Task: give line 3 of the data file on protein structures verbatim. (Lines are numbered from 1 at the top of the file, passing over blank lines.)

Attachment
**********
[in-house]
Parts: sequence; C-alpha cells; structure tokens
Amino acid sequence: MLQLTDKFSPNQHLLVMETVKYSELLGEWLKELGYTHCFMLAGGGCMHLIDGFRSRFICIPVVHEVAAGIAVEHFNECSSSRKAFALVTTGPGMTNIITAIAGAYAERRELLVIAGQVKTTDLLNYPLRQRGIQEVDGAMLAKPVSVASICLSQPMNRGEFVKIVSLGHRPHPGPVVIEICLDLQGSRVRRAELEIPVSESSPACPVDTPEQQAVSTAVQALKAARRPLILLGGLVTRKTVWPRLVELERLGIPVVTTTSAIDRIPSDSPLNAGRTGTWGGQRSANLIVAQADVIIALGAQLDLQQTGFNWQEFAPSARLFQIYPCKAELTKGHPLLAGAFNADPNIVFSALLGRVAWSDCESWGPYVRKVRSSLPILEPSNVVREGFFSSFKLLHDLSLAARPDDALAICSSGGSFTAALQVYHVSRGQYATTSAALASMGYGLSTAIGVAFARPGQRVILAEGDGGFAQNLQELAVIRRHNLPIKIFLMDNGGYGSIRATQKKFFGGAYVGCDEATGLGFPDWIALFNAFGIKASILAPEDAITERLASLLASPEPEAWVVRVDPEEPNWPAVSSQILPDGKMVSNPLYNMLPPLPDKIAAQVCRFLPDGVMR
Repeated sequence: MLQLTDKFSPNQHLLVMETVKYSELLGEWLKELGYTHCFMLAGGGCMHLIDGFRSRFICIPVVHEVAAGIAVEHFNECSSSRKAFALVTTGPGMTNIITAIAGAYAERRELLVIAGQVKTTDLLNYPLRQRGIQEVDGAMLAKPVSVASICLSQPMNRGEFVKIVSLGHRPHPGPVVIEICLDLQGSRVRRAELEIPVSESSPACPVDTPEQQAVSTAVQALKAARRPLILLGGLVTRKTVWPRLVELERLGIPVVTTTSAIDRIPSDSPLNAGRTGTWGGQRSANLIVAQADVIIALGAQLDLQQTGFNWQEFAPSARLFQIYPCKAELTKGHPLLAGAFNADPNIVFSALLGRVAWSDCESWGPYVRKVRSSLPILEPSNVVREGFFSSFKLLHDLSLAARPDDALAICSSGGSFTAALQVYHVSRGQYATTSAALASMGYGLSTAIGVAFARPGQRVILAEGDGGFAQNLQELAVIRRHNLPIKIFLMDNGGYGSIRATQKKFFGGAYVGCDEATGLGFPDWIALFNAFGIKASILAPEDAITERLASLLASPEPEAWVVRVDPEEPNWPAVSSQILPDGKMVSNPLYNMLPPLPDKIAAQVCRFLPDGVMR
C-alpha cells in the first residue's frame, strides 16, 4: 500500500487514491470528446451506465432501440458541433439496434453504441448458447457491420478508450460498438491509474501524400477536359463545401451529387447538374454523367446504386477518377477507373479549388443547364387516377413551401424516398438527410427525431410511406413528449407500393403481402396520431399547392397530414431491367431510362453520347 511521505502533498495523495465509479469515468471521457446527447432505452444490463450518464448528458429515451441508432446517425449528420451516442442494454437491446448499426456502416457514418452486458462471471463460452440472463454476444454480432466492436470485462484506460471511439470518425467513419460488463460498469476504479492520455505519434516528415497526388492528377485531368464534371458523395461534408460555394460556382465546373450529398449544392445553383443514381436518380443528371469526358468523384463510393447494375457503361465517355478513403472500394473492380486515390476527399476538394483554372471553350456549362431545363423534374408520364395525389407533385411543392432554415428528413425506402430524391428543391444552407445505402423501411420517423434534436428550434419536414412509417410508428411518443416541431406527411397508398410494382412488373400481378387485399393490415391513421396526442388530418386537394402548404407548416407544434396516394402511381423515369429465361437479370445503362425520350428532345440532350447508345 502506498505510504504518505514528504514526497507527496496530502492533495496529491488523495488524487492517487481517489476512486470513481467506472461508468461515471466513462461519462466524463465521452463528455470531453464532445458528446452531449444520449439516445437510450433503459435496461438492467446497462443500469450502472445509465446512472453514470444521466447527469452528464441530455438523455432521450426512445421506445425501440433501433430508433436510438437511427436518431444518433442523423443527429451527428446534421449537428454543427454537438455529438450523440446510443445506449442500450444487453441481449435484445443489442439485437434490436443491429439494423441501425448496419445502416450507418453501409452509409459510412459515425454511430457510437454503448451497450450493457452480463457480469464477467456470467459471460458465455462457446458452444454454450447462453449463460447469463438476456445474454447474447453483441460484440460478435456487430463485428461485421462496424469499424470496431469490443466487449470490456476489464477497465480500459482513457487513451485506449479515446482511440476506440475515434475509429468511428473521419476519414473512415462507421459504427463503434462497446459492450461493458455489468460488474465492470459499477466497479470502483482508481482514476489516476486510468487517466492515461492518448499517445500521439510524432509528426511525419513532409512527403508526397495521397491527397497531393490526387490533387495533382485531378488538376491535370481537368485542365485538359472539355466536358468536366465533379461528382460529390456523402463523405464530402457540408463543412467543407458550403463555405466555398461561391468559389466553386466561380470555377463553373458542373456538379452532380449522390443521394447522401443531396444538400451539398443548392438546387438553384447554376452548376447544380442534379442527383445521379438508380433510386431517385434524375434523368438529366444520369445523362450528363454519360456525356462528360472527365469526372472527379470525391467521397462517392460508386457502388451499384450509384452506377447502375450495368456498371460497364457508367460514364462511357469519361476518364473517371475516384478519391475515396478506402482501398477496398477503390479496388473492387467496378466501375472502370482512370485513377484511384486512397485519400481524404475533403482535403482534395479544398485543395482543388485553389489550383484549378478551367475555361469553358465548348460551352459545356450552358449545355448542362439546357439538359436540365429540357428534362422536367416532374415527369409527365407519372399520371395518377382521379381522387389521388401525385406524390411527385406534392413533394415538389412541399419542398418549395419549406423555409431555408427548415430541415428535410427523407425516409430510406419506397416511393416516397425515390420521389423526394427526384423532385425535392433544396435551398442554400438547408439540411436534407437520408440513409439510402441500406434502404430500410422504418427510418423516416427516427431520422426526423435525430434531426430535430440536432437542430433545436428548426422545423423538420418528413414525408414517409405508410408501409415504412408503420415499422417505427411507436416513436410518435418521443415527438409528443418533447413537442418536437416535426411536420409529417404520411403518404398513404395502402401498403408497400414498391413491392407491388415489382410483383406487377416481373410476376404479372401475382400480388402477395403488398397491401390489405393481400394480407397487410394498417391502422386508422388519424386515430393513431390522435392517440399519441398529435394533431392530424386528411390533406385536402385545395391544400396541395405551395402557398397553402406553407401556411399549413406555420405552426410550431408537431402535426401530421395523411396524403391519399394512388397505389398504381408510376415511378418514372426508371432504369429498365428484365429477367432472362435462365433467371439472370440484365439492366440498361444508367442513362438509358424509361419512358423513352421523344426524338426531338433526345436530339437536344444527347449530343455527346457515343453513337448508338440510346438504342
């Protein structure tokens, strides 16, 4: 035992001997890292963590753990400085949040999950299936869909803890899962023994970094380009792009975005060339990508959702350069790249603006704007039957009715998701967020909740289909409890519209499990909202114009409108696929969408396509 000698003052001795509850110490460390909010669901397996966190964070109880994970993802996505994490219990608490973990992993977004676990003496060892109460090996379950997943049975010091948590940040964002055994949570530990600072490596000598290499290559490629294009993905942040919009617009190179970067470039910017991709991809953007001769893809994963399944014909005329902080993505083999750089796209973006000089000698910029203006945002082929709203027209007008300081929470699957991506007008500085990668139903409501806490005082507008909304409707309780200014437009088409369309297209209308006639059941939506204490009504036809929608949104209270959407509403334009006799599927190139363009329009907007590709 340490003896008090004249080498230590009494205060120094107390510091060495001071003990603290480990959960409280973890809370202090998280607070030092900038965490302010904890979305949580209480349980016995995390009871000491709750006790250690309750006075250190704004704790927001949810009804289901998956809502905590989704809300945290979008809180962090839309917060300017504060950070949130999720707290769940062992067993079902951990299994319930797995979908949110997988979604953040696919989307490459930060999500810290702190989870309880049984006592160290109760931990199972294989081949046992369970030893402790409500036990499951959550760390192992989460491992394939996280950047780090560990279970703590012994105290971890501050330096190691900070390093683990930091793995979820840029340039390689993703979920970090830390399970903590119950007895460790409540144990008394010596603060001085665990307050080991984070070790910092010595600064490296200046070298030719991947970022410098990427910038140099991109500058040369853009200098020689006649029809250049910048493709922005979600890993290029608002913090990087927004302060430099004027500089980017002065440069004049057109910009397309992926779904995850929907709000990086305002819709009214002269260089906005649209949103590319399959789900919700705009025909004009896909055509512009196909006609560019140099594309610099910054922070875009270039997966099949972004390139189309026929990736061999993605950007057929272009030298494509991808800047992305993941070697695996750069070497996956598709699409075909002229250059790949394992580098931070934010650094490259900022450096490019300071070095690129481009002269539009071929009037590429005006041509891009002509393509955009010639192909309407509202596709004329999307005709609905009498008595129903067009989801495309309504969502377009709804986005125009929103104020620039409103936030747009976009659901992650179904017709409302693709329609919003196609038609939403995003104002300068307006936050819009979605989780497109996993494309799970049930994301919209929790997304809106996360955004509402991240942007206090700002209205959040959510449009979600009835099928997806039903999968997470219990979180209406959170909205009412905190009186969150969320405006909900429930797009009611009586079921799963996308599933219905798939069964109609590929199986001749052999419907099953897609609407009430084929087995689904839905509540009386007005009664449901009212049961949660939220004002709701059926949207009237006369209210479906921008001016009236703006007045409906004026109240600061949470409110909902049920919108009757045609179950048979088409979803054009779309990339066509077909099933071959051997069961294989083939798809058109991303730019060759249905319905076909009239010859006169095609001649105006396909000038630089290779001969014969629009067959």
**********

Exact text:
Amino acid sequence: MLQLTDKFSPNQHLLVMETVKYSELLGEWLKELGYTHCFMLAGGGCMHLIDGFRSRFICIPVVHEVAAGIAVEHFNECSSSRKAFALVTTGPGMTNIITAIAGAYAERRELLVIAGQVKTTDLLNYPLRQRGIQEVDGAMLAKPVSVASICLSQPMNRGEFVKIVSLGHRPHPGPVVIEICLDLQGSRVRRAELEIPVSESSPACPVDTPEQQAVSTAVQALKAARRPLILLGGLVTRKTVWPRLVELERLGIPVVTTTSAIDRIPSDSPLNAGRTGTWGGQRSANLIVAQADVIIALGAQLDLQQTGFNWQEFAPSARLFQIYPCKAELTKGHPLLAGAFNADPNIVFSALLGRVAWSDCESWGPYVRKVRSSLPILEPSNVVREGFFSSFKLLHDLSLAARPDDALAICSSGGSFTAALQVYHVSRGQYATTSAALASMGYGLSTAIGVAFARPGQRVILAEGDGGFAQNLQELAVIRRHNLPIKIFLMDNGGYGSIRATQKKFFGGAYVGCDEATGLGFPDWIALFNAFGIKASILAPEDAITERLASLLASPEPEAWVVRVDPEEPNWPAVSSQILPDGKMVSNPLYNMLPPLPDKIAAQVCRFLPDGVMR